Accepting the 'lesser' charge is not, and has never been about me weaseling to keep my mitts on the primatesy, it has been about taking the rightful flak for the unforeseen damage caused by my actions that evening. Damage that was not foreseen by 6 primates, a defender of faith, the mayor or the acting knight commander. But I will never accept that what I did that weekend was heresy, never.

In faith,
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Re: Primates, dual shrines and morality

Post by ShaunL » 02 Oct 2018, 07:39

Nobody can tell Lowlife who next primate wud be. Lowlife rather see man he know to be gud man trying to put right a mistake, dan a stranger he never herd of try to lead da pack dat he never even bovva speaking too before becoming leada.
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Re: Primates, dual shrines and morality

Post by graham t » 02 Oct 2018, 07:58

However, everyone is entitled to an opinion, Father Lowlife, and they are entitled to share it here if they so choose. Whatever the outcome, I am hopeful that we will not see a schism in the Church over this.
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Re: Primates, dual shrines and morality

Post by JohariNew » 02 Oct 2018, 13:24

I believe Colin to be the right person to lead our church. I have known him for sometime now, at one time I disliked him intensely. But he has grown as a man and in faith and there is no one I would rather serve with or die beside than my friend Primate Colin Fletcher
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Re: Primates, dual shrines and morality

Post by paul_austin » 02 Oct 2018, 18:11

I'm not much of a theologian but if the gods teach us anything it's that should we err from the path then it is on us to seek absolution.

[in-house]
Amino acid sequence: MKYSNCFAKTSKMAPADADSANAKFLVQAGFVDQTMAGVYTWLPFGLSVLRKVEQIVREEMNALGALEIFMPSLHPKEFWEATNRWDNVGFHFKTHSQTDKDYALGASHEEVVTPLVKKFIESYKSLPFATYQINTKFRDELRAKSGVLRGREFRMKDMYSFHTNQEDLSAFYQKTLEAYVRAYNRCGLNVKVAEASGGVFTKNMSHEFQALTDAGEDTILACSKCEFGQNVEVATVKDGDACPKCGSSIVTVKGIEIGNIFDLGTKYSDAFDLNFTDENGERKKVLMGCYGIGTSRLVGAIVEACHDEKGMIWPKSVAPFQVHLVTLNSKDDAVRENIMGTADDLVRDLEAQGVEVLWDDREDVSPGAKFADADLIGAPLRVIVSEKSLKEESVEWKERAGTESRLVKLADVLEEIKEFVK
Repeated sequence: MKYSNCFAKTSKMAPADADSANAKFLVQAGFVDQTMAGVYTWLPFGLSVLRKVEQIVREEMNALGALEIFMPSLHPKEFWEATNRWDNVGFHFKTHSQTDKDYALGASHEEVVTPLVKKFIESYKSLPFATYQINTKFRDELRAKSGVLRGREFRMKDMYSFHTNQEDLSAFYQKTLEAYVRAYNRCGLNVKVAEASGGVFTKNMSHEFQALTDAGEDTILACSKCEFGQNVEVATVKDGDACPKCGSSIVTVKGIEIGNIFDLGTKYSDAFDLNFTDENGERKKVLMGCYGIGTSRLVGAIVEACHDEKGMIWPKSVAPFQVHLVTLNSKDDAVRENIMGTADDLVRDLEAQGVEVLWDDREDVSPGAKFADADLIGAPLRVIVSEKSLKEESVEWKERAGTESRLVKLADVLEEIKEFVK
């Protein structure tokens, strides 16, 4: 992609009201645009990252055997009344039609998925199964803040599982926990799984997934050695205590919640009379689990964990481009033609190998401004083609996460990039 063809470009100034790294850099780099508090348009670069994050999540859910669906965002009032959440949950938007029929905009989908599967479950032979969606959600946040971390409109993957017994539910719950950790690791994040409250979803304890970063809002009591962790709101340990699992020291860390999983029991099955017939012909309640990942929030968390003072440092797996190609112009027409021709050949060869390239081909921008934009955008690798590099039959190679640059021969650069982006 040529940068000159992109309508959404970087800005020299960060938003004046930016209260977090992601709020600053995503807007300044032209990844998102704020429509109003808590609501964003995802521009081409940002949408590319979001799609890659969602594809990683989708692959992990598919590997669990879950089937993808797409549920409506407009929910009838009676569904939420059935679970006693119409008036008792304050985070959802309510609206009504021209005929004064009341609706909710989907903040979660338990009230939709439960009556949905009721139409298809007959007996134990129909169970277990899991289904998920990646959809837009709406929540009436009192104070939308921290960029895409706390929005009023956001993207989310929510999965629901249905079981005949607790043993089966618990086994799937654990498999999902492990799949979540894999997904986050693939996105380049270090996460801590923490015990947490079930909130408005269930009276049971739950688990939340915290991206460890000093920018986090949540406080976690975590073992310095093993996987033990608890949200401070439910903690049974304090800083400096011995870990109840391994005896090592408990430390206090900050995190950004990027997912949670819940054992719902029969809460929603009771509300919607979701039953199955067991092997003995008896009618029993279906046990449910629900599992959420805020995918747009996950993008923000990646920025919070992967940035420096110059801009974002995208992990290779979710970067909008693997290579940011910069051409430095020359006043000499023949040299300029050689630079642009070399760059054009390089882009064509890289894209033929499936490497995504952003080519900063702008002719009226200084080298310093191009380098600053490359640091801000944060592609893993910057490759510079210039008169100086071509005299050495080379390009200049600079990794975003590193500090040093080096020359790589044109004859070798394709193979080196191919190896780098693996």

We learn that mistakes are a part of life and how you seek to atone for them is what truly defines you.

I would rather see the Primates found guilty take their error and work to rectify it than be swept into the history books.
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Re: Primates, dual shrines and morality

Post by Nickyloolaa » 03 Oct 2018, 09:01

paul_austin wrote:
02 Oct 2018, 18:11

I would rather see the Primates found guilty take their error and work to rectify it than be swept into the history books.
They're not being killed, at worst they are being relieved of their power in order to focus more fully on atoning for their misdemeanour in the eyes of their church and the general populace. that's hardly being swept into the history books, if anything as the recipients of the first judgements of blasphemy as a country wide law, and leaders of their churches at that, they will be highly notable in the history books and in life in general. Everyone will know them now, and they have a duty to use that to repair damage done.
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Re: Primates, dual shrines and morality

Post by Phil R » 03 Oct 2018, 16:24

Clearly I am not a theologian, but I am of noble birth and care deeply about reputation and how failure to perform ones duty reflects on those that look at them for excellence.

If I were to bring dishonour to my family or my knightly order I would be expected to redeem myself without the aid of my retainers or order before being accepted back into the ranks or to the position of trust and respect that I had held previous to the act if dishonour.

This would be in addition to any other legal ramifications that would occur if the act of dishonour was one of criminality.

My priority would be the duty to regain my honour and to do so in a manner that would regain the respect of my family and fellow knights. Without doing that I would not know that I had regained the trust of my peers or repaired the damage to my reputation. Just my family or order telling me that they still trusted me, or that the action I took was not in their eyes dishonourable would not take away my dishonour or allow me to dismiss it. Only the act of redemption would allow me to put the incident behind me.

As a noble and a knight I hold myself to a high standard and would not expect others to be so exacting, however those that hold high office should be.